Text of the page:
Support The Moscow Times!

Russian Diplomats Push Railway Handcar Home from North Korea

Eight Russian Embassy employees and their families made their way home Thursday with the help of a railroad handcar loaded with luggage and children. Russian Foreign Ministry

Russian diplomats and their family members returning from North Korea were forced to push a handcar with their belongings over the border as the reclusive country remained closed due to the coronavirus, the Russian Foreign Ministry said Thursday.

North Korea has not reported any Covid-19 cases more than a year into the global pandemic that has infected 113 million and killed 2.5 million people. Foreign diplomatic missions closed last spring and most employees, including 13 from Russia’s Embassy in Pyongyang, were flown out of the country.

Eight Russian Embassy employees and their families made their way home Thursday with the help of a railroad handcar loaded with luggage and children.

Their journey began with a 32-hour train ride out of Pyongyang, followed by a 2-hour bus ride to the Russian border, where Russia’s Foreign Ministry said a crucial last leg awaited them.

“The most important part of the route was a pedestrian crossing to the Russian side. They needed to prepare a cart in advance, put it on rails, place the luggage, seat the children and set off,” the ministry said.

Footage shared by the ministry showed the eight diplomats and family members, including Third Secretary Vladislav Sorokin and his 3-year-old daughter Varya, smiling as they slowly moved across the dry deserted landscape.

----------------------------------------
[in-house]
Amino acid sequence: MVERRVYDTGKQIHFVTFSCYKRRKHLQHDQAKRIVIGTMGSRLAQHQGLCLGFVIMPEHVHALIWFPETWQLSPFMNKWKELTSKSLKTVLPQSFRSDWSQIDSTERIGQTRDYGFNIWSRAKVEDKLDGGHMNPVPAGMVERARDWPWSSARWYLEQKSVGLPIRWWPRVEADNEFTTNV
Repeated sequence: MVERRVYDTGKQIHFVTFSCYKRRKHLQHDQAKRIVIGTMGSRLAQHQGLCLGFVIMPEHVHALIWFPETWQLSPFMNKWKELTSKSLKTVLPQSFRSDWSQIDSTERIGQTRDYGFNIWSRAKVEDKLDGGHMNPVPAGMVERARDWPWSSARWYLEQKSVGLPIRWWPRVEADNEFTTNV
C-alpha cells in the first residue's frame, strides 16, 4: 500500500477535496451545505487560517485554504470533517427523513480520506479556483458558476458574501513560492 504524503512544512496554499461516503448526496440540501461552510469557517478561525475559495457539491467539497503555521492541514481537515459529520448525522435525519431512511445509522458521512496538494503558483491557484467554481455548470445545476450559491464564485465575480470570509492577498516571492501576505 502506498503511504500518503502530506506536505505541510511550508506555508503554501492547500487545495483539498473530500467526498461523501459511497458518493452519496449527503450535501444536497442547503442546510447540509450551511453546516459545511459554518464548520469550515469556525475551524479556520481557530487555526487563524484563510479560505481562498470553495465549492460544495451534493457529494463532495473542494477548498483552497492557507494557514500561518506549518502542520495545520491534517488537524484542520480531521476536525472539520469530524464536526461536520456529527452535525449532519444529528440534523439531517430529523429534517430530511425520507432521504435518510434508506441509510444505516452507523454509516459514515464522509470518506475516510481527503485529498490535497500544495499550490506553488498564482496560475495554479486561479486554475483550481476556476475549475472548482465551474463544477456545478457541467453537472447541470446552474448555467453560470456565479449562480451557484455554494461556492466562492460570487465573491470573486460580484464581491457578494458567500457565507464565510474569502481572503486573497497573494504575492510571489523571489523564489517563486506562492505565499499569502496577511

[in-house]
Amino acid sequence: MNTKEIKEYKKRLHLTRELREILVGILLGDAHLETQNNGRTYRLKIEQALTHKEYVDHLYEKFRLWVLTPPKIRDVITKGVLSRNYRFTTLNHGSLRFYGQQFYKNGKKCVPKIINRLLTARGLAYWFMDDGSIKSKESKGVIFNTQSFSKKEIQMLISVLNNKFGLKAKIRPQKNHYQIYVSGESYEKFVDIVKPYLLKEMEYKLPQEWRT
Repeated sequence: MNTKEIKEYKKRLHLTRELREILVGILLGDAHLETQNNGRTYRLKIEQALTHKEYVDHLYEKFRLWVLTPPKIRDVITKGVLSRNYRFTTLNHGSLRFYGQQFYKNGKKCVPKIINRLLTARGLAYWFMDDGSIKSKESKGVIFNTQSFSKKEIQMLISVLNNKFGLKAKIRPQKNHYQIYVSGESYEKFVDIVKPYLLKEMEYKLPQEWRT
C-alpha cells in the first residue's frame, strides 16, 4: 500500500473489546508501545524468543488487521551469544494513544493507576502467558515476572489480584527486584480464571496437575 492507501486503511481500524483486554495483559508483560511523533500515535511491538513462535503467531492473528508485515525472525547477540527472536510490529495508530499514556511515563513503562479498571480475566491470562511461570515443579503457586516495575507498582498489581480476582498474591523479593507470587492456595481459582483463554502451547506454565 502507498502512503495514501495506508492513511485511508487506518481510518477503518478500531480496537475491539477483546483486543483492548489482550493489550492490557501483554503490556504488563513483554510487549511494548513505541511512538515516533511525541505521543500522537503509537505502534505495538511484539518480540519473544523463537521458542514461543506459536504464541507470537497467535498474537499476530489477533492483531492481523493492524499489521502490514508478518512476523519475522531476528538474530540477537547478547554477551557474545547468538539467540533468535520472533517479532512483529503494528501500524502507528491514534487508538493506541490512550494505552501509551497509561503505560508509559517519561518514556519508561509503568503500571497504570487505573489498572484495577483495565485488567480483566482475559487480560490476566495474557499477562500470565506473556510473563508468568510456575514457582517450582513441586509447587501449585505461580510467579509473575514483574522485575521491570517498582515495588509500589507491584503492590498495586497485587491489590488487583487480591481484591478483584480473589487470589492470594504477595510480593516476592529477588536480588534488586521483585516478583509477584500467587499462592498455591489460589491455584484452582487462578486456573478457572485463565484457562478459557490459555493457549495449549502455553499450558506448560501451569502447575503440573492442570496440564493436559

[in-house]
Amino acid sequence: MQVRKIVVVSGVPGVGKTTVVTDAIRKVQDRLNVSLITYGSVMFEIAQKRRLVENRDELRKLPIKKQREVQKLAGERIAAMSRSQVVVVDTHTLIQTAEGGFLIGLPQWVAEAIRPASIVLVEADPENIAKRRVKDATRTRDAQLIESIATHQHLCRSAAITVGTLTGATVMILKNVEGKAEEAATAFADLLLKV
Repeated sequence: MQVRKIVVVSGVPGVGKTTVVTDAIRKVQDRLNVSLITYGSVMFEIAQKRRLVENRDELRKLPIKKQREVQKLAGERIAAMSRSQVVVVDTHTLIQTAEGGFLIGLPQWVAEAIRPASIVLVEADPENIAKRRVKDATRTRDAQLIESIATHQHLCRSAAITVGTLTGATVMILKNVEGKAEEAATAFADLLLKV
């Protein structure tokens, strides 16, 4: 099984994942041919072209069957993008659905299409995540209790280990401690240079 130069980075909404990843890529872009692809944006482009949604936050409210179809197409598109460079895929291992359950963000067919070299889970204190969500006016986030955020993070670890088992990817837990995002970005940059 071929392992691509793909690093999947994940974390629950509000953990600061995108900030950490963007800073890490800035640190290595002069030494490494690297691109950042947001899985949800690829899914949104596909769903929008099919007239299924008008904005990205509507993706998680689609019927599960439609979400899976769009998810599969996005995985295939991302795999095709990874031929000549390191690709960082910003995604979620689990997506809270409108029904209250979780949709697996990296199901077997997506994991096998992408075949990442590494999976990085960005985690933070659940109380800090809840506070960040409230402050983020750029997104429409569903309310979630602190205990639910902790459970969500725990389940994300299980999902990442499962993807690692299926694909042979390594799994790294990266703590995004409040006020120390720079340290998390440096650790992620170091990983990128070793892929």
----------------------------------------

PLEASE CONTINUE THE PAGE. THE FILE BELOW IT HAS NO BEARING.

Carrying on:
“They had to push the whole structure by rail for more than a kilometer, with the most crucial segment being the bridge across the Tumen River,” the ministry said with an accompanying video of the cheering travelers.

The road-weary diplomats were met by colleagues at the border crossing and bussed to the Pacific port of Vladivostok, the ministry said in a social media post with the hashtag “We Don’t Leave Our Own.”

Read more

Independent journalism isn’t dead. You can help keep it alive.

The Moscow Times’ team of journalists has been first with the big stories on the coronavirus crisis in Russia since day one. Our exclusives and on-the-ground reporting are being read and shared by many high-profile journalists.

We wouldn’t be able to produce this crucial journalism without the support of our loyal readers. Please consider making a donation to The Moscow Times to help us continue covering this historic time in the world’s largest country.